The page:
Apple has finally given the Mac Pro behemoth the Apple Silicon treatment, and the company’s move away from Intel processors is now complete. And what a processor Apple has built for this platform!
Apple’s M2 Ultra takes two M2 Max chips — with their 12 CPU cores, up to 38 GPU cores, up to 96GB of unified memory, and 400GB/s memory bandwidth — and connects them via UltraFusion architecture (exactly what Apple used to create M1 Ultra chips from two M1 Mac chips) to double up on, well, everything.
This results in what seems like a very impressive chip.
M2 Ultra tech specs
- Second-generation 5-nanometer process
- 24 CPU cores (16 high-performance cores, 8 high-efficiency cores)
- Up to 76 GPU cores delivering 27.2 teraflops of graphics performance
- 134 billion transistors
- Up to 192GB of unified memory
- 800 GB/s memory bandwidth
- 2.5TB/s interprocessor bandwidth
- 32-core neural engine capable of 31.6 trillion operations per second
- ProRes encode and decode
- Built-in Secure Enclave
Now, when Apple unveiled the M1 Ultra, we were treated to some detailed benchmark results. This time — with the M2 Ultra — we don’t get much detail. Why? Maybe the performance and performance-per-watt figures aren’t such big jumps, or maybe the M1 Ultra afforded more of an Apples vs Apples comparison.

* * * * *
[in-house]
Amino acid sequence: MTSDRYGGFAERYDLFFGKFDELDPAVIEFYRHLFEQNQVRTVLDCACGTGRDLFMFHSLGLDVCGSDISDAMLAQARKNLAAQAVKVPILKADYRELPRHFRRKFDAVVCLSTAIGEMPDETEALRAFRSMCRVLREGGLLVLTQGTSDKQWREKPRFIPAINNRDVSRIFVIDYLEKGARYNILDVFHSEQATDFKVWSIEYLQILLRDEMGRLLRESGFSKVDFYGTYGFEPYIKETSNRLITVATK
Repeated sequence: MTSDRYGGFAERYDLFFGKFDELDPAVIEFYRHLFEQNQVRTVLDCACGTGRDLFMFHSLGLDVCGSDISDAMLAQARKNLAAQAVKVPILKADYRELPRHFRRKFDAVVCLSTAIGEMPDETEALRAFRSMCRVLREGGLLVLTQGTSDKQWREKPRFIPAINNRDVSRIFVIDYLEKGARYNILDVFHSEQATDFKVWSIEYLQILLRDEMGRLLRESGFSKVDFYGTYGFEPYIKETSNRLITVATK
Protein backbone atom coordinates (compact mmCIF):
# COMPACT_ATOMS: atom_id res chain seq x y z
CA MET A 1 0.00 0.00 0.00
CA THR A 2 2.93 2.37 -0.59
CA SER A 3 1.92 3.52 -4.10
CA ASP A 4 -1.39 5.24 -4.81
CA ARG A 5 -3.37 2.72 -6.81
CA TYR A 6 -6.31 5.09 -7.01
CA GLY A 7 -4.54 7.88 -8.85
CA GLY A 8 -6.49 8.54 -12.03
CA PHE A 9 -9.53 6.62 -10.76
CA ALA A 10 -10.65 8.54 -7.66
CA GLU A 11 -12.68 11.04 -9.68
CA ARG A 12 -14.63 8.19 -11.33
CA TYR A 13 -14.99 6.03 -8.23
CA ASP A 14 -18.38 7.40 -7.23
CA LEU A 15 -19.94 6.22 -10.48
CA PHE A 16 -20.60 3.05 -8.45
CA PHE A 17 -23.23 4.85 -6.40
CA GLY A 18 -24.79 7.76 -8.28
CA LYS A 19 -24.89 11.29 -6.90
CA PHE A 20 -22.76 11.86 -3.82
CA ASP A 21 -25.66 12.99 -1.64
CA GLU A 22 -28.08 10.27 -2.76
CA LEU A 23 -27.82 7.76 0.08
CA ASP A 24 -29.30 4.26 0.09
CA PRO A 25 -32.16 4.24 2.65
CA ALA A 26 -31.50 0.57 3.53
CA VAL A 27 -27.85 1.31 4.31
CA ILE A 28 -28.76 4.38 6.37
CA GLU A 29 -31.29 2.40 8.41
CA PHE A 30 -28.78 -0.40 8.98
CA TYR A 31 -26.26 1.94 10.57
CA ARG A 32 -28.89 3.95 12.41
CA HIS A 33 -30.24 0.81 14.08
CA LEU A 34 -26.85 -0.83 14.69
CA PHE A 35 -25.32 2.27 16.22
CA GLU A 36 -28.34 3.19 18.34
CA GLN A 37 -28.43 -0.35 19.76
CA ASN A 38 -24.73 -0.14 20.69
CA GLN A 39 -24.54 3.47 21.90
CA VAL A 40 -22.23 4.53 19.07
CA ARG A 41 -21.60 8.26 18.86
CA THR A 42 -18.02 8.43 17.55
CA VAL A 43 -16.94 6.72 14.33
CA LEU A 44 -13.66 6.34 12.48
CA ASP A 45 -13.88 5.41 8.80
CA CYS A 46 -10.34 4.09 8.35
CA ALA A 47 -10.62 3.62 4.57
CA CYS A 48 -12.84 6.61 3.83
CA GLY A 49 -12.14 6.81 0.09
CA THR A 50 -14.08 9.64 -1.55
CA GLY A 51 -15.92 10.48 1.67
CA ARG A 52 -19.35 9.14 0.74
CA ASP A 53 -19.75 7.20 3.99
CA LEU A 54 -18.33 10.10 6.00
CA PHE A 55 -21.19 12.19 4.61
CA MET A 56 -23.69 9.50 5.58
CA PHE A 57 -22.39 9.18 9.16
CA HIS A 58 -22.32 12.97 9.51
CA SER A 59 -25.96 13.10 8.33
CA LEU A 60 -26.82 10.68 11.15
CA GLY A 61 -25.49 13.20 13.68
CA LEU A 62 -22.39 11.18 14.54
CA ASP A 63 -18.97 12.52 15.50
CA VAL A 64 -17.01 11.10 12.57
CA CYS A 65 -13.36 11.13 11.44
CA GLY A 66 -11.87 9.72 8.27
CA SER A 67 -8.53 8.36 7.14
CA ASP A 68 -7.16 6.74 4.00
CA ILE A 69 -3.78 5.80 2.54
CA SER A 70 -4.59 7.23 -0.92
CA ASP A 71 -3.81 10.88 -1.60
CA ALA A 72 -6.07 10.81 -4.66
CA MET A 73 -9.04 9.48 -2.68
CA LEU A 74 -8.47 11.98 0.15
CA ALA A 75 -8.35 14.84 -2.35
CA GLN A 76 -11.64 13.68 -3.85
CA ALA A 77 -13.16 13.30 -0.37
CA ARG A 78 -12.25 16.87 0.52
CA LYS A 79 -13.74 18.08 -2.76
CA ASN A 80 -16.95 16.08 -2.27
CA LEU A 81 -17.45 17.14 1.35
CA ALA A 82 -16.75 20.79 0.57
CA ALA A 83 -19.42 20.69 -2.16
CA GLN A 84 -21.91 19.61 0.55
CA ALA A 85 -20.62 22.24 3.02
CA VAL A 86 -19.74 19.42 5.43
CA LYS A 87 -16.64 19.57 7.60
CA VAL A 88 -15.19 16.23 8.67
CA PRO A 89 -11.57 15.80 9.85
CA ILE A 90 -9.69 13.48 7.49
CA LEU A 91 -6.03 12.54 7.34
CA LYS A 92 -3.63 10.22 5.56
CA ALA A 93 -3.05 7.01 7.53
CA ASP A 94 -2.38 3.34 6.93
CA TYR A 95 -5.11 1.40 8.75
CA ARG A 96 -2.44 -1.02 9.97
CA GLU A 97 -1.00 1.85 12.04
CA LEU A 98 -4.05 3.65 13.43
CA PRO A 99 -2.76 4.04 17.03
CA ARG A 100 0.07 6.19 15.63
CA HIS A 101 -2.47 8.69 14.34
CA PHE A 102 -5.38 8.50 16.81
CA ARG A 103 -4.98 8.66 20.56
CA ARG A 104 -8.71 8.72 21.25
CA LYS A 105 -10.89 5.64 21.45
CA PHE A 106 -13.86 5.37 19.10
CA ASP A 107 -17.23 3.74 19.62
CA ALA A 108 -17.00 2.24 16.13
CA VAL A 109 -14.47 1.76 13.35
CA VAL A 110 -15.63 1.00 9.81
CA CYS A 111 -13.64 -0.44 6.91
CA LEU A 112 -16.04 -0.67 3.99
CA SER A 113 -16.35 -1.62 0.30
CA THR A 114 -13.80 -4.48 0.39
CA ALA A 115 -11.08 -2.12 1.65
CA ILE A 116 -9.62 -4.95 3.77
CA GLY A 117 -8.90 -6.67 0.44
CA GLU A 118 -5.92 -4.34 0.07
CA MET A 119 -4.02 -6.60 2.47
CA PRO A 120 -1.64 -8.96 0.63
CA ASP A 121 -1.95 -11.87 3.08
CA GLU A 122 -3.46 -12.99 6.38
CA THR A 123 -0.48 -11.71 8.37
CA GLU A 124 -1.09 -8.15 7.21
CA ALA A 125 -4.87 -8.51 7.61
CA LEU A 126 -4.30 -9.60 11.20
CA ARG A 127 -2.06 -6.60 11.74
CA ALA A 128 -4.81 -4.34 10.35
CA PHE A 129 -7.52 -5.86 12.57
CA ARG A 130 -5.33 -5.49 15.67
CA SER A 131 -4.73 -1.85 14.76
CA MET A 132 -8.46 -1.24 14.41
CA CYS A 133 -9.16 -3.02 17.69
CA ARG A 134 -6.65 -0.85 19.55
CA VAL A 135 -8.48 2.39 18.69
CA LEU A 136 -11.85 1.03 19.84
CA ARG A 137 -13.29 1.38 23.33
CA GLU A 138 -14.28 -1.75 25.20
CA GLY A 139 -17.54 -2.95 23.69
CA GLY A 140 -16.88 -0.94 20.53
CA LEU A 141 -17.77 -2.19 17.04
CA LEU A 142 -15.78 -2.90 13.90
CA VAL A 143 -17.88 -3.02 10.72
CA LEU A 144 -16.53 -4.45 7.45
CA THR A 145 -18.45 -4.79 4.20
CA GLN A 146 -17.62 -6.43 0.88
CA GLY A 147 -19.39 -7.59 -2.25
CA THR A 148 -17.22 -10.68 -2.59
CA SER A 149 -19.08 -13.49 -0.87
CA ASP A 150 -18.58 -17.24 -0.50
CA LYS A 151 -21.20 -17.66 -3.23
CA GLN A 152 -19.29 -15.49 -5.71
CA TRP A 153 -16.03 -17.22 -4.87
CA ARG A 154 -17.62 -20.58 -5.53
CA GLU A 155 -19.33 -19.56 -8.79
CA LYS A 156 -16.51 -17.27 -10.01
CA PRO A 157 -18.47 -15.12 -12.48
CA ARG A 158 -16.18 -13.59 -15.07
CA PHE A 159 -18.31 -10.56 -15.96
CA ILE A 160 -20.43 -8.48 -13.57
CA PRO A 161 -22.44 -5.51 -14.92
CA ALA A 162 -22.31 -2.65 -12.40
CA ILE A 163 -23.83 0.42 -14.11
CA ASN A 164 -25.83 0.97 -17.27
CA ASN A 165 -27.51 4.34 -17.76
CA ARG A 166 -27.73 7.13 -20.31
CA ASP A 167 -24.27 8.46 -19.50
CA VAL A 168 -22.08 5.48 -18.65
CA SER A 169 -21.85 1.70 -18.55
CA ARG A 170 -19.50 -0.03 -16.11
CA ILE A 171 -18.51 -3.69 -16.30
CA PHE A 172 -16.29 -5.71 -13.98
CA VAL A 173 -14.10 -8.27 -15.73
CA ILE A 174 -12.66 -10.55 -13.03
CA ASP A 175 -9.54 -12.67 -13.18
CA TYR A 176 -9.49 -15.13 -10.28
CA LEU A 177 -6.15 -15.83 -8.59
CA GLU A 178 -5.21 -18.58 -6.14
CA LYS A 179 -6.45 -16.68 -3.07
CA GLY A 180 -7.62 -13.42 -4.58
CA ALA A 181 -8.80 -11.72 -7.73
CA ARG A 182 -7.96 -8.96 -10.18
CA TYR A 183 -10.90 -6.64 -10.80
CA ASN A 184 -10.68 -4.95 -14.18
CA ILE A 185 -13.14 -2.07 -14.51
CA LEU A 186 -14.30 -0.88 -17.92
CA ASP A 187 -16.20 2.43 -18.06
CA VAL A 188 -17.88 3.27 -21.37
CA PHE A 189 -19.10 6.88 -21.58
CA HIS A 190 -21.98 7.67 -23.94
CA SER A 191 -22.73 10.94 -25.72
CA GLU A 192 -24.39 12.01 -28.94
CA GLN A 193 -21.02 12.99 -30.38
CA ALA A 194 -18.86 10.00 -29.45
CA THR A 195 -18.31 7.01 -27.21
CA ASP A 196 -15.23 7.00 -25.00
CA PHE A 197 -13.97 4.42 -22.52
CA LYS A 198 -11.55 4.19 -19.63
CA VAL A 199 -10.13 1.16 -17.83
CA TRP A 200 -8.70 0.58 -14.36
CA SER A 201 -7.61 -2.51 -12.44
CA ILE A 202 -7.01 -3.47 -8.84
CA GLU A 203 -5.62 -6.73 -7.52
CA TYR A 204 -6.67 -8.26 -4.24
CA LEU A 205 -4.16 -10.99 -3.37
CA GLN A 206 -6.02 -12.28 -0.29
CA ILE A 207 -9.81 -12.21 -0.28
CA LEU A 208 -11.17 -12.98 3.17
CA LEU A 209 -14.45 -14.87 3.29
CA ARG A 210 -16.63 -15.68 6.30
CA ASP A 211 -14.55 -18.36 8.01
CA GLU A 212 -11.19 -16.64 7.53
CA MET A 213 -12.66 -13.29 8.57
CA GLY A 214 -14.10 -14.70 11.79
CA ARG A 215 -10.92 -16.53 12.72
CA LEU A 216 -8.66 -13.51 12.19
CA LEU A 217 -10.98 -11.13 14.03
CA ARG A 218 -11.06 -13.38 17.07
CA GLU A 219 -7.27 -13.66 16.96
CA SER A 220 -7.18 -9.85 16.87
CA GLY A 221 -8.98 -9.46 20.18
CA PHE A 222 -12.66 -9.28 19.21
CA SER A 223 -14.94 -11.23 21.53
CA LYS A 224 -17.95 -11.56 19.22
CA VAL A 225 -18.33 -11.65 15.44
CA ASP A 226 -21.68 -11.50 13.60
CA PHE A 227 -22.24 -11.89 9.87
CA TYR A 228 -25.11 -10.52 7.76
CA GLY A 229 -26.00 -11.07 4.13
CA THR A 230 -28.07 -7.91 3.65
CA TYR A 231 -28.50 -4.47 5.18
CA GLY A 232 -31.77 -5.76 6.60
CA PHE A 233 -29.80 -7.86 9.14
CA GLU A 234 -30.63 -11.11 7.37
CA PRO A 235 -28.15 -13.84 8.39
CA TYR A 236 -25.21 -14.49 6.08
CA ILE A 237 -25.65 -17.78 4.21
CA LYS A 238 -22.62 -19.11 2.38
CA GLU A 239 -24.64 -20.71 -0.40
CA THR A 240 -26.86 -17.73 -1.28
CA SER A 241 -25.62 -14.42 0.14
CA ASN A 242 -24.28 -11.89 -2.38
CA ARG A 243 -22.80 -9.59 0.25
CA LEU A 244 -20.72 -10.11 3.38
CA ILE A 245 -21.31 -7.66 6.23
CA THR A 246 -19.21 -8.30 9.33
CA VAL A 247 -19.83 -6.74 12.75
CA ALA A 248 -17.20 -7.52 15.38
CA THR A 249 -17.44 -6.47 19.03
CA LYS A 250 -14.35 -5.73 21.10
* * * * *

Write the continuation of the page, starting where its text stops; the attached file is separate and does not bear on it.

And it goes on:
We do get some broad-brush comparisons, with Apple claiming that the M2 Ultra offers 20% faster CPU performance, 30% faster GPU performance, and 40% faster neural engine performance.
We also get some comparisons to Intel-based iMacs, but the last of these were the 2020-based units featuring Comet Lake Intel processors. Here Apple claims the new Mac Studio M2 Max machines are four times faster than the old Intel-based iMacs, while the M2 Ultra systems are six times faster.
But do bear in mind that these iMacs were discontinued in 2022.
We get similar comparisons to the 2019 Mac Pros, systems built around Intel Xeon W Cascade lake processors.
2019 was a long time ago in tech, and so again the comparisons are not especially useful.
This time around, we don’t get any of this, so we’ll have to wait for the release of third-party benchmark results.
However, it goes without saying that this chip is likely the fastest processor on the planet. But this chip has very specific strengths, and it is designed for workloads such as video encoding and rendering (the media engine is designed with H.264, HEVC, and ProRes codecs in mind), 3D rendering, and machine learning.
The media engine is capable of handling 22 streams of 8K ProRes video playback, which is truly staggering. Combine this with support for up to eight displays, and you get an idea of what this chip can handle.